IMF Executive Board Concludes 2008 Article IV Consultation with Papua New GuineaPublic Information Notice (PIN) No. 09/44
April 3, 2009
Public Information Notices (PINs) form part of the IMF's efforts to promote transparency of the IMF's views and analysis of economic developments and policies. With the consent of the country (or countries) concerned, PINs are issued after Executive Board discussions of Article IV consultations with member countries, of its surveillance of developments at the regional level, of post-program monitoring, and of ex post assessments of member countries with longer-term program engagements. PINs are also issued after Executive Board discussions of general policy matters, unless otherwise decided by the Executive Board in a particular case. The staff report (use the free Adobe Acrobat Reader to view this pdf file) for the 2008 Article IV Consultation with Papua New Guinea is also available.
On March 16, 2009, the Executive Board of the International Monetary Fund (IMF) concluded the Article IV consultation with Papua New Guinea.1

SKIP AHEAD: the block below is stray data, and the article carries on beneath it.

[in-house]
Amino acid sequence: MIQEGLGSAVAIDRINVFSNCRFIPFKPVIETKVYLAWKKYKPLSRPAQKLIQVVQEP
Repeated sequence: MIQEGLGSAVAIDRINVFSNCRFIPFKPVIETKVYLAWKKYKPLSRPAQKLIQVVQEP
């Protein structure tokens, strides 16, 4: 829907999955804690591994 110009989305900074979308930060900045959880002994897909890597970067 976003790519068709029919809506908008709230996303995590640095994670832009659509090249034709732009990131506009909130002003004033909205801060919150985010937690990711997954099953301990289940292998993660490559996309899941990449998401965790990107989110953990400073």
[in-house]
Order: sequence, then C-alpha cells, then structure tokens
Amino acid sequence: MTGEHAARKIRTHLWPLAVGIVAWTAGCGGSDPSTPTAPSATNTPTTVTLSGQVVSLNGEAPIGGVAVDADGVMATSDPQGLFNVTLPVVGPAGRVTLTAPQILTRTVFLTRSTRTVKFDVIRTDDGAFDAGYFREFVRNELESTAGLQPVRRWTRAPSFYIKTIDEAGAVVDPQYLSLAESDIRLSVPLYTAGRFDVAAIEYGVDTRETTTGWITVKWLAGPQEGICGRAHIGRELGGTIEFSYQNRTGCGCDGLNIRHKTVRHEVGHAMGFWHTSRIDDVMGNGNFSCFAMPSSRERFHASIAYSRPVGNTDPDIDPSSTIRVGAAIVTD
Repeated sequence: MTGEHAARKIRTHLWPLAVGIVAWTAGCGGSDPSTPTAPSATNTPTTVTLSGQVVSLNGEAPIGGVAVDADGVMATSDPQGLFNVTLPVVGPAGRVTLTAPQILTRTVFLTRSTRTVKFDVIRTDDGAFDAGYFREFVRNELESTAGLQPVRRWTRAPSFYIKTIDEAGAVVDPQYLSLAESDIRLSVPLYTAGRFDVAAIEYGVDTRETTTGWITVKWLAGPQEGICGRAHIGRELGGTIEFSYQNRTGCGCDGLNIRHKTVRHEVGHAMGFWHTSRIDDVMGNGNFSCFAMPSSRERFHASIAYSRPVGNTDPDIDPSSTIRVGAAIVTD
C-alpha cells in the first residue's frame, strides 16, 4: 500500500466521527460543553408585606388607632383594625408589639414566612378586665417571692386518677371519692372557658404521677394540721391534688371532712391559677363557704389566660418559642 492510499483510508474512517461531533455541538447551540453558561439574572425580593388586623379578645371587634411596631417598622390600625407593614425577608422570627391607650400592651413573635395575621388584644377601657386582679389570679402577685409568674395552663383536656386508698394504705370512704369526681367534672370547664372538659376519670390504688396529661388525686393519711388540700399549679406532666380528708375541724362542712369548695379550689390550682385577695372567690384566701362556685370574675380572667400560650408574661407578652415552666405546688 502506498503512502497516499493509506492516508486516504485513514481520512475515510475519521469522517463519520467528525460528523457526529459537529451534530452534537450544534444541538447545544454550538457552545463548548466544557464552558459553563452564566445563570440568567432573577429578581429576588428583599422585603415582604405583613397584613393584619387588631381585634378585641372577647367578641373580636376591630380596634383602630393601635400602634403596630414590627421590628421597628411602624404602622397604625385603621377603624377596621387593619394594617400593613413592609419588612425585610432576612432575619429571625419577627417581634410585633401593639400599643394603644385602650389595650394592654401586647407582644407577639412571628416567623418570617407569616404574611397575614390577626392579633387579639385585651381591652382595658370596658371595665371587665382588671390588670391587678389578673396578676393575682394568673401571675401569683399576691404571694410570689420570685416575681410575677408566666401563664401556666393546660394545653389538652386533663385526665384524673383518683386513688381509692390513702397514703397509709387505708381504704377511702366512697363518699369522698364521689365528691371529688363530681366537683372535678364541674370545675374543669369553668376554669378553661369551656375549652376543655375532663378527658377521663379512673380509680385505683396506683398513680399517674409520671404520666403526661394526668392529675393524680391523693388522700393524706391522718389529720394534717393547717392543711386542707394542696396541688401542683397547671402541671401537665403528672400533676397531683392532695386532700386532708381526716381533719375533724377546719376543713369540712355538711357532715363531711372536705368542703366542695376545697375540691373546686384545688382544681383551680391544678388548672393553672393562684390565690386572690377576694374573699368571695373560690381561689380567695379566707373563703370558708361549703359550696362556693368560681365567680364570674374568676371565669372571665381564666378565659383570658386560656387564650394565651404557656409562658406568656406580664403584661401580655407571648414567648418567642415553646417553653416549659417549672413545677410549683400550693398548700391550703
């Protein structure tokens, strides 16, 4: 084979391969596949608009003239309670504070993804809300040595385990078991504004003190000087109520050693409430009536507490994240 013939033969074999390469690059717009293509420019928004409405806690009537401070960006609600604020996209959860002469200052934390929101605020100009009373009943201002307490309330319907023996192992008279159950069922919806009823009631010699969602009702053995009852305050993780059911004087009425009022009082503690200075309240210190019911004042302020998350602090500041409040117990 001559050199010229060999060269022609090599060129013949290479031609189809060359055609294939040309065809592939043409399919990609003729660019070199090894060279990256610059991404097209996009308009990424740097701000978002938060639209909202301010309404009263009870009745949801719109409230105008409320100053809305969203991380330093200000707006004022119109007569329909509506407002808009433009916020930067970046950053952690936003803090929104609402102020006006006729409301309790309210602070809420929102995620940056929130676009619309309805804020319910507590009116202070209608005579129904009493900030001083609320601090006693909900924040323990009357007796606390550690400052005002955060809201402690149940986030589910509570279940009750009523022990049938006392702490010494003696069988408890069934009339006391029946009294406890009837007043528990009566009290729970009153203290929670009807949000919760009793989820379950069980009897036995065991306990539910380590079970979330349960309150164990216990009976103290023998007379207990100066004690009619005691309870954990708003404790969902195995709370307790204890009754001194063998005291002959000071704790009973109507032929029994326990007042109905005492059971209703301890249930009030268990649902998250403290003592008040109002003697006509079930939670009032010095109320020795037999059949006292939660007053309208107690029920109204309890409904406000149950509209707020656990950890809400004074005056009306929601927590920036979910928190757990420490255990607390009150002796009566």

Macroeconomic performance has improved, but Papua New Guinea remains a poor country highly exposed to commodity price fluctuations. GDP per capita remains low and improvement has lagged other low-income countries in the region. An unattractive investment environment, due primarily to weak infrastructure, problems with and governance, and high crime curtails development.
Real GDP grew by 6.5 percent in 2007, on the back of strong growth in the nonmineral sector. Leading indicators suggest that activity continued to expand rapidly in 2008. After remaining in the low single digits during 2004–07, CPI inflation accelerated in late-2007, reaching nearly 13.5 percent (year-on-year) in September 2008.
In response to rising inflation the Bank of Papua New Guinea (BPNG) has increased the policy interest rate during the second half of 2008. However, monetary conditions remain accommodative as rising inflation has reduced real lending rates. In the last few years, the fiscal balance has been in surplus, with the mineral windfall largely saved and public debt reduced. For 2008, the estimated fiscal surplus is 4½ percent of GDP, down from 8 percent in 2007.